Feb 15 2017 - 06:33

Hormone Injection Sparks Love And Sex Regions In Brain

The brain regions associated with sex and love can be Lebanon, news ,lbci ,أخبار Health, Brain, Love, Sex,Hormone,The brain regions associated with sex and love can be
Hormone Injection Sparks Love And Sex Regions In Brain
The brain regions associated with sex and love can be enhanced by the naturally occurring hormone kisspeptin, according to new research. It raises the possibility of eventually treating psychosexual disorders and depression, two conditions that often occur together, through the development of a new kisspeptin-based therapy.

“Kisspeptin is a naturally occurring hormone, so it's present in all men and all women. And it's mainly found in the brain, especially in the center of the brain in the area called the hypothalamus. At the moment we know that it works to control other reproductive hormones like testosterone and estrogen using its actions at the center point of the brain, in the hypothalamus. And we were interested in looking at how kisspeptin can affect other areas of the brain because there are receptors for this hormone in emotional areas of the brain,” explained Dr. Alexander Comninos, first author of the study from Imperial College London.

In trials, 29 healthy young male volunteers were given an injection containing kisspeptin. They were then shown a variety of images while in an MRI scanner, including sexual and non-sexual romantic pictures of couples bonding. The same men were also administered a placebo during the two-stage controlled study.

Researchers analyzing the brain responses of the men found that after the injection of kisspeptin, when viewing sexual or romantic images of couples, there was increased activity in structures in the brain typically activated by sexual arousal and romance.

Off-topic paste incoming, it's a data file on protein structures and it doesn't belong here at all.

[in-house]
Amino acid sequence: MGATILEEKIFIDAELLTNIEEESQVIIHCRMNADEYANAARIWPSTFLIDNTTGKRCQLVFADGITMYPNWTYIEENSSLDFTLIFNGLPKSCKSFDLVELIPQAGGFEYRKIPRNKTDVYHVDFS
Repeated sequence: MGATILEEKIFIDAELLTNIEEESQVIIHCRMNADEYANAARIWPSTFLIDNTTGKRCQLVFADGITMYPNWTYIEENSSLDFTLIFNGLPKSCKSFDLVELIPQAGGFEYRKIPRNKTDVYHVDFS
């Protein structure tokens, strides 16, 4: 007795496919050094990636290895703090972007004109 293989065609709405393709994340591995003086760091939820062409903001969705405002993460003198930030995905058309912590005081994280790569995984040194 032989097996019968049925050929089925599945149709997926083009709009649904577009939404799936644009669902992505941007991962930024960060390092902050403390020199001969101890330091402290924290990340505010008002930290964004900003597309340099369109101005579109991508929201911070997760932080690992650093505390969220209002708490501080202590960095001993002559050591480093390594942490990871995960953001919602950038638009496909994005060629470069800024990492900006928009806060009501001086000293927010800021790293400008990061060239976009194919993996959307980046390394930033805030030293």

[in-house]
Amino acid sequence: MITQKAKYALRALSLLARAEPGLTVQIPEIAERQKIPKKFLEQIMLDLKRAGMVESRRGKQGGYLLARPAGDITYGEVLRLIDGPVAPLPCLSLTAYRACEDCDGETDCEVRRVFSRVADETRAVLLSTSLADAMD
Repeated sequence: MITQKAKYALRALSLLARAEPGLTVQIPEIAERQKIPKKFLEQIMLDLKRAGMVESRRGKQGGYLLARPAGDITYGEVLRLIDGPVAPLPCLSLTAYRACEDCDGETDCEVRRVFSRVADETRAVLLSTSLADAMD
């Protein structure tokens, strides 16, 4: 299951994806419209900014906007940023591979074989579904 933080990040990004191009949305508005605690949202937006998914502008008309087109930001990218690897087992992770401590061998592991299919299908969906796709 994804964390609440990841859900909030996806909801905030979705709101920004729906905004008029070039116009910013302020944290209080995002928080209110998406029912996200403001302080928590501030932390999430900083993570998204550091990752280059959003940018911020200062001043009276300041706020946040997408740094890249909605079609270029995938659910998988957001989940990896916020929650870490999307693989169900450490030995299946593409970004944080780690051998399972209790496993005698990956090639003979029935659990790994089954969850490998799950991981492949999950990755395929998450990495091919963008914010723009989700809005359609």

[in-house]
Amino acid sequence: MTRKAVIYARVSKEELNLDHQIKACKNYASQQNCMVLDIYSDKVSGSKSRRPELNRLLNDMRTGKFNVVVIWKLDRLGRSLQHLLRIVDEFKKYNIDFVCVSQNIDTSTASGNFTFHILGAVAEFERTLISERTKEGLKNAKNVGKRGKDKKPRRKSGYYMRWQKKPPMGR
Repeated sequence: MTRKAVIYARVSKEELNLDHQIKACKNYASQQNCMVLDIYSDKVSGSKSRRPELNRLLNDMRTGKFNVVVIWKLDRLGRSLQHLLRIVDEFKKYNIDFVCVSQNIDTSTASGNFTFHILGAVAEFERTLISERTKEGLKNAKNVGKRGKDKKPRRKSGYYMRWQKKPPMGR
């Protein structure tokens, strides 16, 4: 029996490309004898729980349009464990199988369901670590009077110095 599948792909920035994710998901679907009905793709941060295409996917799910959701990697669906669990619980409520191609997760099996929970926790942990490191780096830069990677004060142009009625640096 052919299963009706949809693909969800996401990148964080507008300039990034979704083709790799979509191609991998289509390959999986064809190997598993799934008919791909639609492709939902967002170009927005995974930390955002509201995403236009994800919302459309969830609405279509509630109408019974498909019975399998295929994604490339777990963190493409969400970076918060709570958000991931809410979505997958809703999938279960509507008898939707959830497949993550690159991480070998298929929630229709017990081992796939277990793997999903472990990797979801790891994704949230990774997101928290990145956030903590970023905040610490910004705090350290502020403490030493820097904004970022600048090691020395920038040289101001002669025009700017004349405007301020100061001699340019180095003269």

The researchers say the findings, published in the Journal of Clinical Investigation, show for the first time that the hormone that is vital in all of us to stimulate puberty can also alter the way that our brains behave.

During tests, kisspeptin did not appear to alter brain activity in response to neutral, happy or fear-inducing images. However, when volunteers were shown negative images, kisspeptin did spark activity in parts of the brain associated with regulating negative moods. Subsequent post-scan questionnaires revealed the men also felt a reduction in negative mood. As a result, the team is keen to investigate whether kisspeptin could have applications for treating depression.

Another potential therapy is an injection to treat sexual disorders which are psychological in origin. Most research into infertility focuses on the biological factors that make it difficult for couples to conceive a baby naturally. However, the team at Imperial believes the role the brain and emotion plays in this process is also very important. Medication like Viagra can trigger a physiological response, but a kisspeptin-derived therapy could treat the root cause of sexual disorder, said Prof. Dhillo.

While kisspeptin offers the tantalizing prospect of, in effect, 'mental Viagra', the scientists concede there's much more research needed.

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